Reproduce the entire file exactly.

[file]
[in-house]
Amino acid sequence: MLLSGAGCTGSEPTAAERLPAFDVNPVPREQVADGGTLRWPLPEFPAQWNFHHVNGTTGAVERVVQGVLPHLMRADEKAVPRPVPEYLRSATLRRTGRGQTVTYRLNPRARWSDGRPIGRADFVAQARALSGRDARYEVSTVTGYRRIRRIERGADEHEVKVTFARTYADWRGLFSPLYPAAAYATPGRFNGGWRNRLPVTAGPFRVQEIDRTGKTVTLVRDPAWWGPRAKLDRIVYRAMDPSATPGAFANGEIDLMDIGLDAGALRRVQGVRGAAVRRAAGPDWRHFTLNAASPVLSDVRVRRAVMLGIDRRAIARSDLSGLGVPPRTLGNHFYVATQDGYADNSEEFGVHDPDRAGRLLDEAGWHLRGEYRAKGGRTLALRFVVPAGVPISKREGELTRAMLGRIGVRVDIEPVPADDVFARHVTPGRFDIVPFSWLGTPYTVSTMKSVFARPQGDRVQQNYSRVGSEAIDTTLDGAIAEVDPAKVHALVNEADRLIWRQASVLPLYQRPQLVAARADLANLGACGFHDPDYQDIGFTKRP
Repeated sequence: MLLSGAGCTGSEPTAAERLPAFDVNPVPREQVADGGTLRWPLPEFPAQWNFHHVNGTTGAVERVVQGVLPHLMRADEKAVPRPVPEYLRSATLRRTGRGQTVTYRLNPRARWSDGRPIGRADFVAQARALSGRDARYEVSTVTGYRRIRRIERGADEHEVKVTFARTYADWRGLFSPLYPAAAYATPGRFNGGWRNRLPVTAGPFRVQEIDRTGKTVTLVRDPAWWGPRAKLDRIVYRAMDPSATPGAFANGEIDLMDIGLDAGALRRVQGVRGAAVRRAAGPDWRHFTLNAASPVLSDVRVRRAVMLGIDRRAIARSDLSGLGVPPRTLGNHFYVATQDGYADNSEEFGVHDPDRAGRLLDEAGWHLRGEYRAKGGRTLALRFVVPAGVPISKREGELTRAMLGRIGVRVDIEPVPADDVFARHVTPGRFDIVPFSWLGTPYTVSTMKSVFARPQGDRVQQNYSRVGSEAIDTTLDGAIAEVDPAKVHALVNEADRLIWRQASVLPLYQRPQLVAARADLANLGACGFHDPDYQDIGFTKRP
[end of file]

[in-house]
Amino acid sequence: MLLSGAGCTGSEPTAAERLPAFDVNPVPREQVADGGTLRWPLPEFPAQWNFHHVNGTTGAVERVVQGVLPHLMRADEKAVPRPVPEYLRSATLRRTGRGQTVTYRLNPRARWSDGRPIGRADFVAQARALSGRDARYEVSTVTGYRRIRRIERGADEHEVKVTFARTYADWRGLFSPLYPAAAYATPGRFNGGWRNRLPVTAGPFRVQEIDRTGKTVTLVRDPAWWGPRAKLDRIVYRAMDPSATPGAFANGEIDLMDIGLDAGALRRVQGVRGAAVRRAAGPDWRHFTLNAASPVLSDVRVRRAVMLGIDRRAIARSDLSGLGVPPRTLGNHFYVATQDGYADNSEEFGVHDPDRAGRLLDEAGWHLRGEYRAKGGRTLALRFVVPAGVPISKREGELTRAMLGRIGVRVDIEPVPADDVFARHVTPGRFDIVPFSWLGTPYTVSTMKSVFARPQGDRVQQNYSRVGSEAIDTTLDGAIAEVDPAKVHALVNEADRLIWRQASVLPLYQRPQLVAARADLANLGACGFHDPDYQDIGFTKRP
Repeated sequence: MLLSGAGCTGSEPTAAERLPAFDVNPVPREQVADGGTLRWPLPEFPAQWNFHHVNGTTGAVERVVQGVLPHLMRADEKAVPRPVPEYLRSATLRRTGRGQTVTYRLNPRARWSDGRPIGRADFVAQARALSGRDARYEVSTVTGYRRIRRIERGADEHEVKVTFARTYADWRGLFSPLYPAAAYATPGRFNGGWRNRLPVTAGPFRVQEIDRTGKTVTLVRDPAWWGPRAKLDRIVYRAMDPSATPGAFANGEIDLMDIGLDAGALRRVQGVRGAAVRRAAGPDWRHFTLNAASPVLSDVRVRRAVMLGIDRRAIARSDLSGLGVPPRTLGNHFYVATQDGYADNSEEFGVHDPDRAGRLLDEAGWHLRGEYRAKGGRTLALRFVVPAGVPISKREGELTRAMLGRIGVRVDIEPVPADDVFARHVTPGRFDIVPFSWLGTPYTVSTMKSVFARPQGDRVQQNYSRVGSEAIDTTLDGAIAEVDPAKVHALVNEADRLIWRQASVLPLYQRPQLVAARADLANLGACGFHDPDYQDIGFTKRP